Tar-Atanamir (S.A. 1800–2221, r. S.A. 2029–2221), also known as Atanamir the Great, was the thirteenth King of Númenor. He succeeded his father, King Tar-Ciryatan. His name means "Jewel of Man". Tar-Atanamir was the first King to speak out against the Ban of the Valar, and to advocate opposition to the Valar themselves. He was also the first king who was unwilling to give up his throne voluntarily before his death, and to let himself die while he was still strong in mind and body. Death instead took him by force and thus his reign ended. Every king afterwards refused to renounce his reign. His reign is thus generally considered to constitute the beginning of Númenor's moral decline. He was succeeded by his son, Tar-Ancalimon.
XIV. Tar-Ancalimon (2221–2386)
Tar-Ancalimon (S.A. 1986–2386, r. S.A. 2221–2386) was the fourteenth ruler of Númenor. His name means "Most Bright". During Tar-Ancalimon's reign, two opposing parties arose among Númenóreans: the Elf-friends, or Elendili (also called "The Faithful"), advocated continuing devotion to the Valar and friendship with the Elves, and the "King's Men" who propounded Man's independence and self-determination, seeing how they had reached the apex of their might. This split would culminate in the Fall of Númenor. In Tar-Ancalimon's time the eagles of Manwë that had nested in the royal palace since the earliest days of the kingdom left and returned to Valinor, further evidence of the growing estrangement between Númenor's rulers and the Valar. Rulers after Tar-Ancalimon also neglected the custom of offering "first-fruits" to Eru. Tar-Ancalimon was succeeded by his son, Tar-Telemmaitë.
XV. Tar-Telemmaitë (2386–2526)
Tar-Telemmaitë (S.A. 2136–2526, r. S.A. 2386–2526) was the 15th ruler of Númenor. He succeeded his father, Tar-Ancalimon, and was succeeded by his daughter, Tar-Vanimeldë. His name means "Silver-handed", reflecting his greed for the precious metal mithril.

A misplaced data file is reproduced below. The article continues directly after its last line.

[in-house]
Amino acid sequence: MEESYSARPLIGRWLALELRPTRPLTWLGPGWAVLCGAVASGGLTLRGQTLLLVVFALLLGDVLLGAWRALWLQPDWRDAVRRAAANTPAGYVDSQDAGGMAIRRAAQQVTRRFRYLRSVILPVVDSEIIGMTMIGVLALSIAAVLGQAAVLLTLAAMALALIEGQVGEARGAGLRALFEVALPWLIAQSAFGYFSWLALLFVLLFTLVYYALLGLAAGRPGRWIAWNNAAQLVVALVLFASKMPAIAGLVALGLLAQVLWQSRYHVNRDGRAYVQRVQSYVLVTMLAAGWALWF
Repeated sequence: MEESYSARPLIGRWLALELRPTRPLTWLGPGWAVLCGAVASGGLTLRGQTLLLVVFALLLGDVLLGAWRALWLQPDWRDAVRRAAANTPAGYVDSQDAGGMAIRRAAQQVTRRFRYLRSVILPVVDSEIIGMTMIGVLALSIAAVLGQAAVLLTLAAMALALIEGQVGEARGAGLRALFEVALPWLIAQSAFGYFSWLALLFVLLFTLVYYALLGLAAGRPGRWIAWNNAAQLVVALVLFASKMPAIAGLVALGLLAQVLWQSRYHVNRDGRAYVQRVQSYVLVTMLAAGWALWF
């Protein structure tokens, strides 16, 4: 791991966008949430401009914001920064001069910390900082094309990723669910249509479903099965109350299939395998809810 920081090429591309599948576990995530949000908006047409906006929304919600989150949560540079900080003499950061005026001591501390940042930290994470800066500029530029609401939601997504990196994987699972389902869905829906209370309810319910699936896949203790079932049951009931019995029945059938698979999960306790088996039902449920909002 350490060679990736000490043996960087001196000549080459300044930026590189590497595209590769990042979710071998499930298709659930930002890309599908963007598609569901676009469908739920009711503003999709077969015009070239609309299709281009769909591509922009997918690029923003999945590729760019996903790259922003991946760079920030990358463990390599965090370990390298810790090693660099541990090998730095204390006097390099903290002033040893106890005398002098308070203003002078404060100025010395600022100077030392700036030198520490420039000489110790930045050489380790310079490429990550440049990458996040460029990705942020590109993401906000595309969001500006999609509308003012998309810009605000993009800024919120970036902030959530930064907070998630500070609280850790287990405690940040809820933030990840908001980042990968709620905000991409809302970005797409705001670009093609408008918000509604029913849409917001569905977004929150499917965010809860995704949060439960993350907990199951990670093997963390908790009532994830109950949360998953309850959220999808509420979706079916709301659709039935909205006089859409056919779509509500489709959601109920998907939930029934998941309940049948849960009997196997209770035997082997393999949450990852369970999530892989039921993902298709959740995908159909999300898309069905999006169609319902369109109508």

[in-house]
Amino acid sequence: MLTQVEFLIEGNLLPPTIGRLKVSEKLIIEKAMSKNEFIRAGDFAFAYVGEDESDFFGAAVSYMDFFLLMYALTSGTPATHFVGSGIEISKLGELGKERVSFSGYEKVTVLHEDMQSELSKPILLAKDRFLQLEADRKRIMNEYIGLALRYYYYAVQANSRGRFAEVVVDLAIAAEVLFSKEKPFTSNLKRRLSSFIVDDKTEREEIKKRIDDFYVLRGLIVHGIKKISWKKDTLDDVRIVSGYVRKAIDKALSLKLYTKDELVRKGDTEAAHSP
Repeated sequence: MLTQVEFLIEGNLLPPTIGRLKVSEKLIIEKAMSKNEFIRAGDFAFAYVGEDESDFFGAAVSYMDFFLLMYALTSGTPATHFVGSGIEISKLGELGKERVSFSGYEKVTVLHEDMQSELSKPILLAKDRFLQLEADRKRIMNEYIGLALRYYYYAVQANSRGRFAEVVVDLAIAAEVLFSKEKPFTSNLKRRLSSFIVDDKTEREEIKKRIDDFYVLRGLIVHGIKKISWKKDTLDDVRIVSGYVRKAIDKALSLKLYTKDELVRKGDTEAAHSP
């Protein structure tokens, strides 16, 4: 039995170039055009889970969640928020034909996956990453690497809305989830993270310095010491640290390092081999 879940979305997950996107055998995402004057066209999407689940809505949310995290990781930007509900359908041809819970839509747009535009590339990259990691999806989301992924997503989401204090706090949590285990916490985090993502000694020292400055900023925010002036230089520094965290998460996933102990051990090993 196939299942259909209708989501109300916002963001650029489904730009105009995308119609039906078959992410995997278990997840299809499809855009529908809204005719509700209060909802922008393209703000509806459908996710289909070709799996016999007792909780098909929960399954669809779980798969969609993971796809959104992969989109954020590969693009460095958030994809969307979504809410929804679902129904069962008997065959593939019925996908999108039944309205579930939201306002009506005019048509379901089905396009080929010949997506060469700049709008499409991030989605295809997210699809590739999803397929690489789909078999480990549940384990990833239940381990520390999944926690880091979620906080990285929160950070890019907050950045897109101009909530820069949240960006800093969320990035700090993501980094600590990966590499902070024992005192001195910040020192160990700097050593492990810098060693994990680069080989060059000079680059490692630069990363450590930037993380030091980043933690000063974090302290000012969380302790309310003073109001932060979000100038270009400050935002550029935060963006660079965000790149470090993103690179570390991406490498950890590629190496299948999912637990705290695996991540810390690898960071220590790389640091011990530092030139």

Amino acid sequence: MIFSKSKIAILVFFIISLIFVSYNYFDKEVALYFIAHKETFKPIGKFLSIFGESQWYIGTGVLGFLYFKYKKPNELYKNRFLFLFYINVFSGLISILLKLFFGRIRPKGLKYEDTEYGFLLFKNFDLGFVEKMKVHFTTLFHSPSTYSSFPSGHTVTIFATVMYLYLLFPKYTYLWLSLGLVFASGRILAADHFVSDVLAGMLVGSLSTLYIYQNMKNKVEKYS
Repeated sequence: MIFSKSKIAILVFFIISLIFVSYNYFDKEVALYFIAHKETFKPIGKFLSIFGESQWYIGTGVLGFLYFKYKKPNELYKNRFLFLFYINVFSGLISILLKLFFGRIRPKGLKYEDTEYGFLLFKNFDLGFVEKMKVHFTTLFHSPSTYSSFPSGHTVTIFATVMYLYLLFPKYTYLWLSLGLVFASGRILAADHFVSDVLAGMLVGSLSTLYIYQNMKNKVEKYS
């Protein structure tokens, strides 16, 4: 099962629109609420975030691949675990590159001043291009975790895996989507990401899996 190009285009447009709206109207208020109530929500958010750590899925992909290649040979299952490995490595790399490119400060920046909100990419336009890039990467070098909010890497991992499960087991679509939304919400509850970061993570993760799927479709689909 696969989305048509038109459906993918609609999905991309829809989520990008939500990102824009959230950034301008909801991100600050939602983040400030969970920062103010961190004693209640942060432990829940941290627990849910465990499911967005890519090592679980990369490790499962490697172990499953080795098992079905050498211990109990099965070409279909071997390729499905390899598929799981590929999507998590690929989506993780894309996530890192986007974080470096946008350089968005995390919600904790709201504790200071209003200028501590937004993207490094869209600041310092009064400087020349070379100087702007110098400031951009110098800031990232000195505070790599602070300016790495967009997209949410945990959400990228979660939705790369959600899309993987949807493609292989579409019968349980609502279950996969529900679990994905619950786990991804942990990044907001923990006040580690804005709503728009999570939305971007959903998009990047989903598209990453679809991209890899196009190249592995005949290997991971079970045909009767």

XVI. Tar-Vanimeldë (2526–2637)
Tar-Vanimeldë (S.A. 2277–2637, r. 2526–2637) was the sixteenth ruler and third ruling Queen of Númenor. She was the daughter and heiress of Tar-Telemmaitë. She had little interest in ruling, however, and left the day-to-day chores of monarchy to her husband, the nobleman Herucalmo. Her name means "Beautiful Beloved".
Tar-Vanimeldë ruled for 111 years. When she died in 2637 of the Second Age at the age of 360 years, the Kingship should have gone to her son, Tar-Alcarin, but Herucalmo usurped the throne and ruled for twenty years as King Tar-Anducal. His rule was not considered legitimate, and in the official records Vanimeldë was directly followed by Alcarin.
Tar-Anducal was the ruling name of Herucalmo, the consort to ruling Queen Tar-Vanimeldë of Númenor. He was much younger than his wife. Tar-Vanimeldë had little interest in ruling, and Herucalmo served as her regent. When she died, the throne should have gone to their son, Tar-Alcarin, but Herucalmo usurped the throne and ruled under the name Tar-Anducal ("Light of the West") from S.A. 2637 to 2657. After Tar-Anducal's death, Tar-Alcarin finally succeeded to his rightful throne.
XVII. Tar-Alcarin (2657–2737)
Tar-Alcarin (S.A. 2406–2737, r. S.A. 2657–2737) was the seventeenth ruler of Númenor. His parents were the ruling Queen, Tar-Vanimeldë, and her consort, Herucalmo. Tar-Alcarin should have succeeded his mother upon her death, but Herucalmo usurped the throne and held it for twenty years before he died, and Tar-Alcarin rightfully gained the throne. His name means "Glorious". The period in which he ruled was still a mostly peaceful one in Númenor, but in Middle-earth Sauron ruled the lands, and the shadow had fallen on Númenor as well. Herucalmo's usurping of the throne was generally considered an evil deed by the people. Tar-Alcarin ruled for eighty years, then was succeeded by his son, Tar-Calmacil.
XVIII. Tar-Calmacil (2737–2825)